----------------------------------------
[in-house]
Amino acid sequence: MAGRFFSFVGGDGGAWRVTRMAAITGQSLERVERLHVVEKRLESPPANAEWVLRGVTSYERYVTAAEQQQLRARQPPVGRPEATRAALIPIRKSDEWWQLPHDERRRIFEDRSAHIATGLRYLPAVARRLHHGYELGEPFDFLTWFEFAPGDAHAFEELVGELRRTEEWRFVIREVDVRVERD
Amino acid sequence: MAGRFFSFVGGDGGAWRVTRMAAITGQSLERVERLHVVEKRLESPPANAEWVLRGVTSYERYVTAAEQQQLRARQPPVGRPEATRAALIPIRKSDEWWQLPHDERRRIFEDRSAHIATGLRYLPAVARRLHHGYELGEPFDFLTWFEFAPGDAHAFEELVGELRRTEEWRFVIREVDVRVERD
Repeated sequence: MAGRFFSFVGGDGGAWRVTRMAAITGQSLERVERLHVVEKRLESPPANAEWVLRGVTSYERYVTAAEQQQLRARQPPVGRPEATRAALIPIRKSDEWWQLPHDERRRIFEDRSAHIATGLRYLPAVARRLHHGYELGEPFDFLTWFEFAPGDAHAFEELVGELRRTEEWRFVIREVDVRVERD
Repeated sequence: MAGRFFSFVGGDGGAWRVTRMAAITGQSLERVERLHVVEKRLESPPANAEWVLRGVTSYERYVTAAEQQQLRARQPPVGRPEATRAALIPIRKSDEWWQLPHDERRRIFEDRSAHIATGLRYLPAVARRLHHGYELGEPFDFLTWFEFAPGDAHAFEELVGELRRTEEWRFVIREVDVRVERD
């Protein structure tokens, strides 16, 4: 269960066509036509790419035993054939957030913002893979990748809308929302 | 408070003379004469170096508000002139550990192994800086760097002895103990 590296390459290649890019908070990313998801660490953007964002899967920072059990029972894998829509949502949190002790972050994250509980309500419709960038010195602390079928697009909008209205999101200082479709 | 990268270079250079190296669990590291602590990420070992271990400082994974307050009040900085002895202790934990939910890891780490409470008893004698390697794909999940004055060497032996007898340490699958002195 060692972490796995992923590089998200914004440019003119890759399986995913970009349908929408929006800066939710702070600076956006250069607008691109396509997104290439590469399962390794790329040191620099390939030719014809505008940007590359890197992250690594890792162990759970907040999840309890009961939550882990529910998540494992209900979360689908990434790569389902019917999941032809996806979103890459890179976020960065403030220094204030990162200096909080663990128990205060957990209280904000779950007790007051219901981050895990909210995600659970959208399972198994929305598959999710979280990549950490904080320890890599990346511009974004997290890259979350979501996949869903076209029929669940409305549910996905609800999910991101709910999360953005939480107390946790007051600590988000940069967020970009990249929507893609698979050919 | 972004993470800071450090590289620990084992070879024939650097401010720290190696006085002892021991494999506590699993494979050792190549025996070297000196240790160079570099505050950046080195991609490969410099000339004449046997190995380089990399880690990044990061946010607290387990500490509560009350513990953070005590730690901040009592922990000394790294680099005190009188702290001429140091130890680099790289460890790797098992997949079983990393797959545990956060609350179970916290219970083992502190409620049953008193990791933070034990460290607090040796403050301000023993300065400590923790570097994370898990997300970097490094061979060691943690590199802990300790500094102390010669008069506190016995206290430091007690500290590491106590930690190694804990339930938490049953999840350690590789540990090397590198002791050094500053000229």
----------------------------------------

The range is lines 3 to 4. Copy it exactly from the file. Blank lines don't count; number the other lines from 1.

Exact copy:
Amino acid sequence: MAGRFFSFVGGDGGAWRVTRMAAITGQSLERVERLHVVEKRLESPPANAEWVLRGVTSYERYVTAAEQQQLRARQPPVGRPEATRAALIPIRKSDEWWQLPHDERRRIFEDRSAHIATGLRYLPAVARRLHHGYELGEPFDFLTWFEFAPGDAHAFEELVGELRRTEEWRFVIREVDVRVERD
Repeated sequence: MAGRFFSFVGGDGGAWRVTRMAAITGQSLERVERLHVVEKRLESPPANAEWVLRGVTSYERYVTAAEQQQLRARQPPVGRPEATRAALIPIRKSDEWWQLPHDERRRIFEDRSAHIATGLRYLPAVARRLHHGYELGEPFDFLTWFEFAPGDAHAFEELVGELRRTEEWRFVIREVDVRVERD